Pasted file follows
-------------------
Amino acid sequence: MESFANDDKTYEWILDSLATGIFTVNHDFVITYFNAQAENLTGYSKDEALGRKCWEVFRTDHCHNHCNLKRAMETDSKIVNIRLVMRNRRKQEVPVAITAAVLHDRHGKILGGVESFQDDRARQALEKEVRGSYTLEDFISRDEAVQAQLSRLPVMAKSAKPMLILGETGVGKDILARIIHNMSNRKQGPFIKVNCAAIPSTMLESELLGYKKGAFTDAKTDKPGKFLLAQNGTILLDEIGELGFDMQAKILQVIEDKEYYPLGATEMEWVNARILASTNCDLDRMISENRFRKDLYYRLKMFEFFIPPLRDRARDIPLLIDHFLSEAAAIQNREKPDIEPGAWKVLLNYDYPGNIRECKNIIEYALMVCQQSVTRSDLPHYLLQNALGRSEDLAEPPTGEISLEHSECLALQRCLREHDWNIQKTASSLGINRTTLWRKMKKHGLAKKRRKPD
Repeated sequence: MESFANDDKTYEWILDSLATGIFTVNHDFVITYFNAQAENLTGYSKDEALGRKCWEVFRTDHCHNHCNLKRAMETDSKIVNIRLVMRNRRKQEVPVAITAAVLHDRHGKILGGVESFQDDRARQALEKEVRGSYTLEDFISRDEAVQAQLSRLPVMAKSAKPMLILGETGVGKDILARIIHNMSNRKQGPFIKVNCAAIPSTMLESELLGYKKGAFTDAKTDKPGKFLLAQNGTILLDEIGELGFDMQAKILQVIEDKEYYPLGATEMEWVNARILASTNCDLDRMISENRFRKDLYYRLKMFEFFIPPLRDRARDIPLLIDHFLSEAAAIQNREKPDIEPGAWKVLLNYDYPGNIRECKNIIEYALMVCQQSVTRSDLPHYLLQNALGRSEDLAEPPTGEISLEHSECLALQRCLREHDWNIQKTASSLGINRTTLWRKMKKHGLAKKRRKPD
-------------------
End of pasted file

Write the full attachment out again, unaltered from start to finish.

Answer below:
Amino acid sequence: MESFANDDKTYEWILDSLATGIFTVNHDFVITYFNAQAENLTGYSKDEALGRKCWEVFRTDHCHNHCNLKRAMETDSKIVNIRLVMRNRRKQEVPVAITAAVLHDRHGKILGGVESFQDDRARQALEKEVRGSYTLEDFISRDEAVQAQLSRLPVMAKSAKPMLILGETGVGKDILARIIHNMSNRKQGPFIKVNCAAIPSTMLESELLGYKKGAFTDAKTDKPGKFLLAQNGTILLDEIGELGFDMQAKILQVIEDKEYYPLGATEMEWVNARILASTNCDLDRMISENRFRKDLYYRLKMFEFFIPPLRDRARDIPLLIDHFLSEAAAIQNREKPDIEPGAWKVLLNYDYPGNIRECKNIIEYALMVCQQSVTRSDLPHYLLQNALGRSEDLAEPPTGEISLEHSECLALQRCLREHDWNIQKTASSLGINRTTLWRKMKKHGLAKKRRKPD
Repeated sequence: MESFANDDKTYEWILDSLATGIFTVNHDFVITYFNAQAENLTGYSKDEALGRKCWEVFRTDHCHNHCNLKRAMETDSKIVNIRLVMRNRRKQEVPVAITAAVLHDRHGKILGGVESFQDDRARQALEKEVRGSYTLEDFISRDEAVQAQLSRLPVMAKSAKPMLILGETGVGKDILARIIHNMSNRKQGPFIKVNCAAIPSTMLESELLGYKKGAFTDAKTDKPGKFLLAQNGTILLDEIGELGFDMQAKILQVIEDKEYYPLGATEMEWVNARILASTNCDLDRMISENRFRKDLYYRLKMFEFFIPPLRDRARDIPLLIDHFLSEAAAIQNREKPDIEPGAWKVLLNYDYPGNIRECKNIIEYALMVCQQSVTRSDLPHYLLQNALGRSEDLAEPPTGEISLEHSECLALQRCLREHDWNIQKTASSLGINRTTLWRKMKKHGLAKKRRKPD